There are levels of consciousness that are not associated with brain activity

Professor Swaran Singh says there may be levels of consciousness that come from something deeper than just brain activity, reports iflscience.com.

University of Warwick psychiatrist Swaran Singh attempted to uncover the scientific validity of mystical experiences by describing his own transcendental encounter as he emerged from general anesthesia.

Describing the strange phenomenon in detail in the Journal of Nervous and Mental Diseases, Professor Swaran Singh explains how he came to “understand the cosmos, not in the cognitive sense of knowledge, but on the basis of an experience that is difficult to formulate.”

An unusual event occurred almost 40 years ago, on April 4, 1984, during postoperative recovery from a serious car accident. Since then, Professor Singh has devoted himself to the study of objective science, but insists that this experience “becomes more and more prominent in my sense of self and my understanding of the relationship between the empirical and the transcendent.”

Describing the experience, he shows that it was imbued with a “noetic quality” which is defined as “a sense of revelation and full understanding”. According to the author, the strange phenomenon lasted ten to 12 minutes and allowed him to “know something completely and completely that I had never known before.”

“I do not know how I know, but I know that I know,” he writes, before going on to explain how he came to entirely understand the interplay between “space, time, energy, matter, and life.”

“Life changes from one form to another, but the total quantity of life force remains constant and fixed,” he says. “The increase of one form is at the expense of another, and in case of life, one life form appears at the expense of another disappearing.”

In trying to establish the source and legitimacy of this unexpected upload, Singh insists that “these phenomena must have a neural basis.” Delving into this issue, he discusses how the activation of brain regions such as the insular cortex, premotor cortex, and lower parietal lobe have been implicated in mystical experiences during meditation or under the influence of psychedelic drugs.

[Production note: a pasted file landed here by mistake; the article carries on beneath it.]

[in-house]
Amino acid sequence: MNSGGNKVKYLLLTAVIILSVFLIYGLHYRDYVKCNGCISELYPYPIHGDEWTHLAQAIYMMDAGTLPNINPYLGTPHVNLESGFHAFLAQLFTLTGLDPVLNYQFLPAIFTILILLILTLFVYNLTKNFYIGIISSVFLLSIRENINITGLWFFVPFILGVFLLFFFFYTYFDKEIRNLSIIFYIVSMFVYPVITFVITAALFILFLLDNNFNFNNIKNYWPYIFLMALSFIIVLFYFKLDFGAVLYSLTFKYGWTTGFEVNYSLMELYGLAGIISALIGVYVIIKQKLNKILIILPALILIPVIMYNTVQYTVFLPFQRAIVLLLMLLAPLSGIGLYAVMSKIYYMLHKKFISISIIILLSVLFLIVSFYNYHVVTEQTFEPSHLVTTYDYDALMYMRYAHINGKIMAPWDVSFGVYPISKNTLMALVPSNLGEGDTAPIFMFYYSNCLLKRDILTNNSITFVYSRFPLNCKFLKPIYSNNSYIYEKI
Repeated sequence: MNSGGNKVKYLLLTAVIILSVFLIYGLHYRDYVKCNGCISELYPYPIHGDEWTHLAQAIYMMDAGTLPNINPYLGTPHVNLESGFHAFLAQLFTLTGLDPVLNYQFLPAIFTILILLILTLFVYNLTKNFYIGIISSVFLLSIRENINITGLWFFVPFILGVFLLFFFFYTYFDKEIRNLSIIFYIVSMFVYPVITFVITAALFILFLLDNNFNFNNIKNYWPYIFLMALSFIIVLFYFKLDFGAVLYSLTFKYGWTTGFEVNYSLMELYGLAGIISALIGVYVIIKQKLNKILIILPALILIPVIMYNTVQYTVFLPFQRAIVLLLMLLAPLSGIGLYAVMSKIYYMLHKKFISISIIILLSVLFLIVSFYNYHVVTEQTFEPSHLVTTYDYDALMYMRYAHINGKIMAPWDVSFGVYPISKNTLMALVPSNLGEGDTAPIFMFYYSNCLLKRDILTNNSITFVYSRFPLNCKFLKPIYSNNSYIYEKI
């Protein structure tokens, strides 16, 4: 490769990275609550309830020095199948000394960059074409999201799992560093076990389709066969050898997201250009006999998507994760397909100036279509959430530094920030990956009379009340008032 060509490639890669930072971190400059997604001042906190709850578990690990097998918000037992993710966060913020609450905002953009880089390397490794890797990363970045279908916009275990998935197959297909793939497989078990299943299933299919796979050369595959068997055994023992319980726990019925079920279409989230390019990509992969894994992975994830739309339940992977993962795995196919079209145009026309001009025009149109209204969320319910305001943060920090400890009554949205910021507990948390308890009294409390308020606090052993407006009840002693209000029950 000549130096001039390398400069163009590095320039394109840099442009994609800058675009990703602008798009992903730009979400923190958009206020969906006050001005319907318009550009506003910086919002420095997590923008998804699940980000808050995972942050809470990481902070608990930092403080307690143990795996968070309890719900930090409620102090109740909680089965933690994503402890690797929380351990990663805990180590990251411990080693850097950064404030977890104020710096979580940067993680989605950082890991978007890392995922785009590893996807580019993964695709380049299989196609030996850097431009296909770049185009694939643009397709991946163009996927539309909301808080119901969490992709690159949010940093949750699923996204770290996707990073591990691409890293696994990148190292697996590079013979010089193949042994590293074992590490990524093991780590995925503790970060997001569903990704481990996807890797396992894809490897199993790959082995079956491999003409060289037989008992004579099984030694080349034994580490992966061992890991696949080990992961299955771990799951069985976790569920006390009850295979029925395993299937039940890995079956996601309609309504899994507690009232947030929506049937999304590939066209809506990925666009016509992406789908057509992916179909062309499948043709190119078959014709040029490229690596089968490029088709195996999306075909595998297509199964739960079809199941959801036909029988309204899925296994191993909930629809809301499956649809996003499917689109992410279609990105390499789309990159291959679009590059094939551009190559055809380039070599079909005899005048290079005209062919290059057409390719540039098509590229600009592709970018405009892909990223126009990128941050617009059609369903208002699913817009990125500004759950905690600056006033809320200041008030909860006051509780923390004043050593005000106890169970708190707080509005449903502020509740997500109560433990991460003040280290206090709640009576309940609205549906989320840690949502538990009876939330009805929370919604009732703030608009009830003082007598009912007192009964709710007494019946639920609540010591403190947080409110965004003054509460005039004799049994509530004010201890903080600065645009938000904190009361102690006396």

He also notes that any such changes in his own brain activity were most likely provoked by a “toxic state of confusion”, but at the same time claims that the knowledge gained during the experience was reliable.

He thus embraces the gulf between empirical science and the indefinable power of pure experience, and argues that while neural activity undoubtedly determines our mental processes, certain levels of consciousness can be derived from something deeper than just brain activity.

“Brain states are mechanisms. They do not confer meaning,” he writes. “And subjective meaning cannot be reduced to a brain state, regardless of the strength of the statistical association between the two.”

Ultimately, then, the paper serves to highlight a philosophical paradox that threatens to thwart our pursuit of a scientific explanation of consciousness, experience, and ultimately, reality itself. Having outlined this apparently fundamental conflict, Singh concludes that “I cannot know which reality I experienced – drug-induced, lucid dreaming, or something else.”

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